Topic: Jack Maggs (22 of 22), Read 18 times Conf: READING LIST BOOKS From: Daniel LeBoeuf (dan1066@yahoo.com) Date: Wednesday, March 08, 2000 08:25 AM Ann: T.S. Eliot once noted he despised Milton the man but admired Milton the author. Literary biographies make fascinating reading, but, like you say, we must be careful to distinguish the art from the life whenever feasible. Dan
Topic: Jack Maggs (23 of 23), Read 21 times Conf: READING LIST BOOKS From: Jane Niemeier (jniemeie@hotmail.com) Date: Wednesday, March 08, 2000 08:55 PM Ann and Dan, The same can be said about film directors. Woody Allen would be a good example of a great film maker but a lousy person. I know that some people boycott his films because of his personal life. What if people started boycotting authors because of their personal lives? It seems much easier to ignore the faults of an author who was alive more than a hundred years ago. Jane
Topic: Jack Maggs (24 of 25), Read 7 times Conf: READING LIST BOOKS From: Sherry Keller (shkell@earthlink.net) Date: Friday, March 17, 2000 07:48 AM So, since we are past the usual date for starting the thread for the Reading List Book, has anyone else finished Jack Maggsyet? I hope we haven't finished our discussion. For people who didn't read Great Expectationsjust previously, how did JM stand on its own? Sherry
Topic: Jack Maggs (25 of 25), Read 2 times Conf: READING LIST BOOKS From: Daniel LeBoeuf (dan1066@yahoo.com) Date: Friday, March 17, 2000 09:01 AM I am glued to this novel at the present, Sherry. I will comment on it as soon as I finish. All I can say right now is that I find Maggs' letters to Philip most interesting. Dan
Topic: Jack Maggs (26 of 27), Read 8 times Conf: READING LIST BOOKS From: Ann Davey (davey@tconl.com) Date: Friday, March 17, 2000 09:46 AM Sherry, I has been at least two weeks since I finished JACK MAGGS, and the details are already slipping away, but I found it a great read. I loved the twists and turns in the plot. It reminded me a lot of 19th century novels written for serialization, which always had a hook at the end of the serial to ensure that reader would come back for more. Toby, the author in JACK MAGGS, is based to a large extent on Charles Dickens. "Mesmerism" (i.e., hypnosis) plays a large part in the plot of JM. Out of curiosity, I checked out the role this played in Dickens' life. Interestingly enough, he was an expert at hypnotizing others, although he himself refused to be hypnotized, fearing a loss of control which I can well understand. For several months, Dickens himself "treated" a mentally disturbed woman suffering from extreme anxiety. One of its symptoms was a nervous tic or facial spasm. She believed she was being pursued by a phantom who appeared in her dreams and wouldn't let her rest. During the hypnosis sessions, Dickens tried to draw her out about this demon. This sounds a lot like JACK MAGGS, doesn't it? These parallels with Dickens and GE made the book more fun for me, although they have nothing to do with its literary merit. I too am curious about the reaction of readers who did not read GREAT EXPECTATIONS. Ann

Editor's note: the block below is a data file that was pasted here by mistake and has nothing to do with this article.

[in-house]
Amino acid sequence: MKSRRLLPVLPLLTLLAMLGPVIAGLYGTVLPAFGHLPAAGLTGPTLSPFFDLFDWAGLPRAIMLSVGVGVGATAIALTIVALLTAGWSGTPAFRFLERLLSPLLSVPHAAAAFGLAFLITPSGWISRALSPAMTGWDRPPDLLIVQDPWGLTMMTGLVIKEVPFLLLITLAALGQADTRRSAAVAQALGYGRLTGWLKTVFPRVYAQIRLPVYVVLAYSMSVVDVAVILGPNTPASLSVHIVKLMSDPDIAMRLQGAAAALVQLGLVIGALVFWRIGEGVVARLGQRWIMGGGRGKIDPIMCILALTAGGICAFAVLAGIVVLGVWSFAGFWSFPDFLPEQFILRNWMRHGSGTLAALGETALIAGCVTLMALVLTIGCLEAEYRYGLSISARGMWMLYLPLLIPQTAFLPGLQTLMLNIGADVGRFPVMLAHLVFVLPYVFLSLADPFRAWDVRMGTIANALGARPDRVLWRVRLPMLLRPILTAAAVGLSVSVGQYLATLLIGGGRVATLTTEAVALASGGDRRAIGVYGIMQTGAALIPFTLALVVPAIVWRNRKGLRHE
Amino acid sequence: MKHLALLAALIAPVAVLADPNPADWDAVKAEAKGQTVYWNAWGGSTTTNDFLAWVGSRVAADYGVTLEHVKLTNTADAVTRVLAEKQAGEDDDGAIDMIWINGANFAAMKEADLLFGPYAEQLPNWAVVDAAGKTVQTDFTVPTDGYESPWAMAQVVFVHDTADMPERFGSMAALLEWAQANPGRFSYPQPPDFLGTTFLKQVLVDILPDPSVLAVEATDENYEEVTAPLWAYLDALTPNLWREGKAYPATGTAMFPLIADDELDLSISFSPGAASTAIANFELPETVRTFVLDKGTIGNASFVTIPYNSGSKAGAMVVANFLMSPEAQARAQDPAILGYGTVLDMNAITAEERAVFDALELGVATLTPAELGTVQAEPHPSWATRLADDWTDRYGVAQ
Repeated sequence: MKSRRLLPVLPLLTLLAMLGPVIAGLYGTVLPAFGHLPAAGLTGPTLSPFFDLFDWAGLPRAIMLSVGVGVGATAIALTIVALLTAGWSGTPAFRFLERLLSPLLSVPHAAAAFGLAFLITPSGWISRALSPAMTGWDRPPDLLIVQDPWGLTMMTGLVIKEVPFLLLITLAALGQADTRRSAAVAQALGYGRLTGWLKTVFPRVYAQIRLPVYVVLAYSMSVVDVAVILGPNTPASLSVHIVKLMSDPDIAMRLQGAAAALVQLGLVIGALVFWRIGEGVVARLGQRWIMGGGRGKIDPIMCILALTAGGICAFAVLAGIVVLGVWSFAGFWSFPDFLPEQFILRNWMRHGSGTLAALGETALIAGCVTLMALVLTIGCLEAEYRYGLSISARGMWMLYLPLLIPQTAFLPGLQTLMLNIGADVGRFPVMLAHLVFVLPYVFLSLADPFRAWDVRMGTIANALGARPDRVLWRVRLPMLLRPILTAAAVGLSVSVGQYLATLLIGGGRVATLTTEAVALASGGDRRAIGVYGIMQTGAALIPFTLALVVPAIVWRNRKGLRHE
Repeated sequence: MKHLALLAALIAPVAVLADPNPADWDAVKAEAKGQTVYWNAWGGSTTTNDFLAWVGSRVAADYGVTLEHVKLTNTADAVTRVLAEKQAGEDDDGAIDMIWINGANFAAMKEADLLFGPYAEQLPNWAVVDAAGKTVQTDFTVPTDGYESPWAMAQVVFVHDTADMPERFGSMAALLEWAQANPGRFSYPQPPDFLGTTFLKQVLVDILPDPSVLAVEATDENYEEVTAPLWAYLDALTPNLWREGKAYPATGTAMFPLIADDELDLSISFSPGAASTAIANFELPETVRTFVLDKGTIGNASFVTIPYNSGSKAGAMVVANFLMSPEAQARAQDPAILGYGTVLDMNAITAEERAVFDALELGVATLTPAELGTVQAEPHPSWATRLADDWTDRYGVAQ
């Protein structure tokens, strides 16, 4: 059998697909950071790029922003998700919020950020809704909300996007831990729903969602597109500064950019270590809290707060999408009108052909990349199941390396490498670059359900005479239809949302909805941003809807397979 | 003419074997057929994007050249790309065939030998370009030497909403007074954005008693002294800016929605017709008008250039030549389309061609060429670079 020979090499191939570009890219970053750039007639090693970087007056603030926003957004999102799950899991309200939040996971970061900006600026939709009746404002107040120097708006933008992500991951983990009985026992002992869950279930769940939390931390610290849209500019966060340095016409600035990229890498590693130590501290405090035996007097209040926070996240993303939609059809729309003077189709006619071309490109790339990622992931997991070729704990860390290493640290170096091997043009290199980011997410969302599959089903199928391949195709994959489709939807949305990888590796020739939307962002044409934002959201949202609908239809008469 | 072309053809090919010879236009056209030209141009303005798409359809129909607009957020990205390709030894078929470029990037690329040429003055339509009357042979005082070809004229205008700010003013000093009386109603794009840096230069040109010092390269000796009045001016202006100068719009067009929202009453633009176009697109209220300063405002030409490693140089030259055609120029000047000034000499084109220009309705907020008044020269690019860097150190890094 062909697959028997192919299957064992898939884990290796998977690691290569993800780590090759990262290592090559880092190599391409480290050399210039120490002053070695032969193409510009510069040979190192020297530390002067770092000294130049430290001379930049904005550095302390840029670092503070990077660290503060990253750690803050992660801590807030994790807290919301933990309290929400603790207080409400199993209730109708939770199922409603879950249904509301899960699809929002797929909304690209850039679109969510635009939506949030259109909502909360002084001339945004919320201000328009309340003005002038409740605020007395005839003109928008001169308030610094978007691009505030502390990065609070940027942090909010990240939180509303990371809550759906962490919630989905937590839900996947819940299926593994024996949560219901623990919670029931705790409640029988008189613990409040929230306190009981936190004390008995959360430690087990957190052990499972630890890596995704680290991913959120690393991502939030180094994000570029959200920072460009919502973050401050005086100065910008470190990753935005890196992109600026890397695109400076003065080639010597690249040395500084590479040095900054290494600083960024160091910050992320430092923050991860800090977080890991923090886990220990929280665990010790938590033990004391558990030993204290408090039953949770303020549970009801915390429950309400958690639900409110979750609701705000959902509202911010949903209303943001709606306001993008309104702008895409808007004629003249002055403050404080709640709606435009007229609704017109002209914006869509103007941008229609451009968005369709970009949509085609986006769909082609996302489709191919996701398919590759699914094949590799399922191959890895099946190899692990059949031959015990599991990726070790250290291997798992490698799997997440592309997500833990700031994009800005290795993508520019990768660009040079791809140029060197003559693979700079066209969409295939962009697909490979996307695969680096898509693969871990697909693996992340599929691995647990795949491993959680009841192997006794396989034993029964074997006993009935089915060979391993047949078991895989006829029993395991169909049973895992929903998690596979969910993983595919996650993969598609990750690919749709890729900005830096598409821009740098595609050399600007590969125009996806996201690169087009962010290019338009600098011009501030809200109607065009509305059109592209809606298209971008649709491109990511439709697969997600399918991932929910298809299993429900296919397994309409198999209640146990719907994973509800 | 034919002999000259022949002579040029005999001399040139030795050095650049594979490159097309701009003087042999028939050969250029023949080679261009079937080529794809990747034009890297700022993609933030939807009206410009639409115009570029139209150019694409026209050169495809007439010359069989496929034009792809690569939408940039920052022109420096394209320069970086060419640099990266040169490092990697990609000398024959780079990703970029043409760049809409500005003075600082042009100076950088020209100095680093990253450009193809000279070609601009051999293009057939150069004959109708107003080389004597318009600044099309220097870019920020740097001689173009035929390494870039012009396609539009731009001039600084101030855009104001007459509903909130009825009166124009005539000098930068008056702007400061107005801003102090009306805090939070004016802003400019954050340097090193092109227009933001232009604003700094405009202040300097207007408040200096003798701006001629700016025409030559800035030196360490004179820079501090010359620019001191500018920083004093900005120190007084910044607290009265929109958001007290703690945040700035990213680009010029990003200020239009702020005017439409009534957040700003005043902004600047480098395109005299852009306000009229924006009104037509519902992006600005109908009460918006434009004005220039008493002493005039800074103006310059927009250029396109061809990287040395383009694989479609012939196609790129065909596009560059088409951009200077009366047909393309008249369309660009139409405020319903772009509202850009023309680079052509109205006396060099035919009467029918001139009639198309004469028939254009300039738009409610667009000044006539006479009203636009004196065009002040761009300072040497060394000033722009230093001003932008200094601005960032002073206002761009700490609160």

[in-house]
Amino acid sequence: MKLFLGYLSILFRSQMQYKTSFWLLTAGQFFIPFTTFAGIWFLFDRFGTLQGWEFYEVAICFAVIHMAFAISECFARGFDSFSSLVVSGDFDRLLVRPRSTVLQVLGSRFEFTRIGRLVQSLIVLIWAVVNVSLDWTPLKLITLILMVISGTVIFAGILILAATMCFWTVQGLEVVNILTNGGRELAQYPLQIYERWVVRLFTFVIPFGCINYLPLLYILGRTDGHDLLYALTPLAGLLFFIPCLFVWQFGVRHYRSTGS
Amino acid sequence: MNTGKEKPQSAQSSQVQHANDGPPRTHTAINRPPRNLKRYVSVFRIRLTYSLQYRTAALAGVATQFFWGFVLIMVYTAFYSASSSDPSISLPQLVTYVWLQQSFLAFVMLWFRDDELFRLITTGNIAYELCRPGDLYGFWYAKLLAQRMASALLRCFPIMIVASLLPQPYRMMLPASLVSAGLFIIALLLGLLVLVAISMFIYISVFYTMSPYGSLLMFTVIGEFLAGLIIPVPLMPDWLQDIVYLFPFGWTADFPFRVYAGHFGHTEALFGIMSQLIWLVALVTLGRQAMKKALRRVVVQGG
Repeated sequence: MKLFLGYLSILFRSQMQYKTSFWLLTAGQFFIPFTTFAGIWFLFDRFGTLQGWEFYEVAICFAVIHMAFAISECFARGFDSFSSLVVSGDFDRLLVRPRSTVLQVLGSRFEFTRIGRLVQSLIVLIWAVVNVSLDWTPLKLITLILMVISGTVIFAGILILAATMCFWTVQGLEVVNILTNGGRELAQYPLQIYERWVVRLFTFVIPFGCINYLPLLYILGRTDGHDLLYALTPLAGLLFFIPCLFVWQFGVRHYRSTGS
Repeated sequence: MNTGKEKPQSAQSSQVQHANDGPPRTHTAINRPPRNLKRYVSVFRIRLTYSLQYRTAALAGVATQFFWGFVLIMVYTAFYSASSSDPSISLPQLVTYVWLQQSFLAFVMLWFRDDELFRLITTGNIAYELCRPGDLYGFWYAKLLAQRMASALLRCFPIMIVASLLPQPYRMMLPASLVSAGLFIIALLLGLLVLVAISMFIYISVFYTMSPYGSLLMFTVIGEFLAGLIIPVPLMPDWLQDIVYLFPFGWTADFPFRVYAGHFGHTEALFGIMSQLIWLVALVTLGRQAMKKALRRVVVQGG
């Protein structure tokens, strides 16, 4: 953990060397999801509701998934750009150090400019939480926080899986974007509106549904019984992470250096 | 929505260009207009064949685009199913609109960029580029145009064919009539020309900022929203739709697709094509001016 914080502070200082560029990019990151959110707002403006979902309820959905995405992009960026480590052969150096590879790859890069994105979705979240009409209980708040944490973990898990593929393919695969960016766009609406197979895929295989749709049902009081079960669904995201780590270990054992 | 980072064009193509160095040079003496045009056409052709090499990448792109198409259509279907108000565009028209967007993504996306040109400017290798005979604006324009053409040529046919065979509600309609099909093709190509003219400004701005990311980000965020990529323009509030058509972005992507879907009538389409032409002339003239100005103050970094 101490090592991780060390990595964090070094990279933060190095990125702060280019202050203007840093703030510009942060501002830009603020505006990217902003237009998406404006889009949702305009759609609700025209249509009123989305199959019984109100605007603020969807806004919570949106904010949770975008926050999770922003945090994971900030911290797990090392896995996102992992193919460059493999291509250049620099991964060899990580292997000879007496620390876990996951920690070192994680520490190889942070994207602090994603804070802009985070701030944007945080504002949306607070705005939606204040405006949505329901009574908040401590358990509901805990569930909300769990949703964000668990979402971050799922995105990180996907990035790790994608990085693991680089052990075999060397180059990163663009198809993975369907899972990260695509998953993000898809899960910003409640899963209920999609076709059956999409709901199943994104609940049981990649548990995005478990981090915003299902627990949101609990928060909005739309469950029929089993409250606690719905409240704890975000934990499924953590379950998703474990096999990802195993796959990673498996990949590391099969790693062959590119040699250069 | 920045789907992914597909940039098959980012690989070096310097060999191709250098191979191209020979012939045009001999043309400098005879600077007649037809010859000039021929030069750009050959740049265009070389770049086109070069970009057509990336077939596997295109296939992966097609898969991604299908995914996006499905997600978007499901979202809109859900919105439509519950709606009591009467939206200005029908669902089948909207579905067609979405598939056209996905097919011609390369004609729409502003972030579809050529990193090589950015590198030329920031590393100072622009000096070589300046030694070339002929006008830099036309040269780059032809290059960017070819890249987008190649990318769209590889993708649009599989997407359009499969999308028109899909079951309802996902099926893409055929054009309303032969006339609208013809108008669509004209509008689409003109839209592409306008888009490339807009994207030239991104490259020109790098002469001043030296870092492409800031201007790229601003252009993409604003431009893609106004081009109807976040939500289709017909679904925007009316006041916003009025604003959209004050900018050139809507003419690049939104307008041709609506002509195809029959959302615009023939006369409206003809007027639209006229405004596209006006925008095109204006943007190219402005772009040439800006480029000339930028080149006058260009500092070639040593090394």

Topic: Jack Maggs (27 of 27), Read 2 times Conf: READING LIST BOOKS From: Tonya Presley (tpresley@swbell.net) Date: Friday, March 17, 2000 10:18 AM I read Great Expectations in junior high, but not last month, so almost anything I remember about it is probably based on movies instead of the book. I am reading Jack Maggs (but I haven't been getting a lot of reading time lately-- it's beginning to feel like I've been reading Jack Maggs for the greater part of my life!) Anyway, about two-thirds of the way through, what I find myself looking for and anticipating is a similarity between the obsessions of Pip and Jack to the young females, Estella and Sophina. I haven't seen anything specific beyond the fact that they wanted to spend their lives with these girls and didn't, but it is what I keep expecting. It would not be possible for me on my own to discern Dickens/Toby parallels, since everything I know about Dickens is what I'm reading here. Tonya